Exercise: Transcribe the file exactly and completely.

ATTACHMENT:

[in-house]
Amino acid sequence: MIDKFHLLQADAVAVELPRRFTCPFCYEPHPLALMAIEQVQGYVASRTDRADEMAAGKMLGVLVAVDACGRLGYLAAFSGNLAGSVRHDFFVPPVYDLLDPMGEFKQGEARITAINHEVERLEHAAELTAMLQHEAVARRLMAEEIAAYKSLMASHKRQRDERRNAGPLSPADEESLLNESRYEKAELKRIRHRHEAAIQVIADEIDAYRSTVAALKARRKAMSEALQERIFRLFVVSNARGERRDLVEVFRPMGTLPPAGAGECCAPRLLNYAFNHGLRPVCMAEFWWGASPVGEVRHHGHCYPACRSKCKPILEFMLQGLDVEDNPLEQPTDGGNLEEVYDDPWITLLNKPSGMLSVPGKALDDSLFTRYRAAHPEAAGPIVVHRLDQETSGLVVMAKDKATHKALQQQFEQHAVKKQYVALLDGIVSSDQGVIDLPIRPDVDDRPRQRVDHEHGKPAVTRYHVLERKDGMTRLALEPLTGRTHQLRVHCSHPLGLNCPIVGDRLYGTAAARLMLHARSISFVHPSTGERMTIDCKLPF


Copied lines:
[in-house]
Amino acid sequence: MIDKFHLLQADAVAVELPRRFTCPFCYEPHPLALMAIEQVQGYVASRTDRADEMAAGKMLGVLVAVDACGRLGYLAAFSGNLAGSVRHDFFVPPVYDLLDPMGEFKQGEARITAINHEVERLEHAAELTAMLQHEAVARRLMAEEIAAYKSLMASHKRQRDERRNAGPLSPADEESLLNESRYEKAELKRIRHRHEAAIQVIADEIDAYRSTVAALKARRKAMSEALQERIFRLFVVSNARGERRDLVEVFRPMGTLPPAGAGECCAPRLLNYAFNHGLRPVCMAEFWWGASPVGEVRHHGHCYPACRSKCKPILEFMLQGLDVEDNPLEQPTDGGNLEEVYDDPWITLLNKPSGMLSVPGKALDDSLFTRYRAAHPEAAGPIVVHRLDQETSGLVVMAKDKATHKALQQQFEQHAVKKQYVALLDGIVSSDQGVIDLPIRPDVDDRPRQRVDHEHGKPAVTRYHVLERKDGMTRLALEPLTGRTHQLRVHCSHPLGLNCPIVGDRLYGTAAARLMLHARSISFVHPSTGERMTIDCKLPF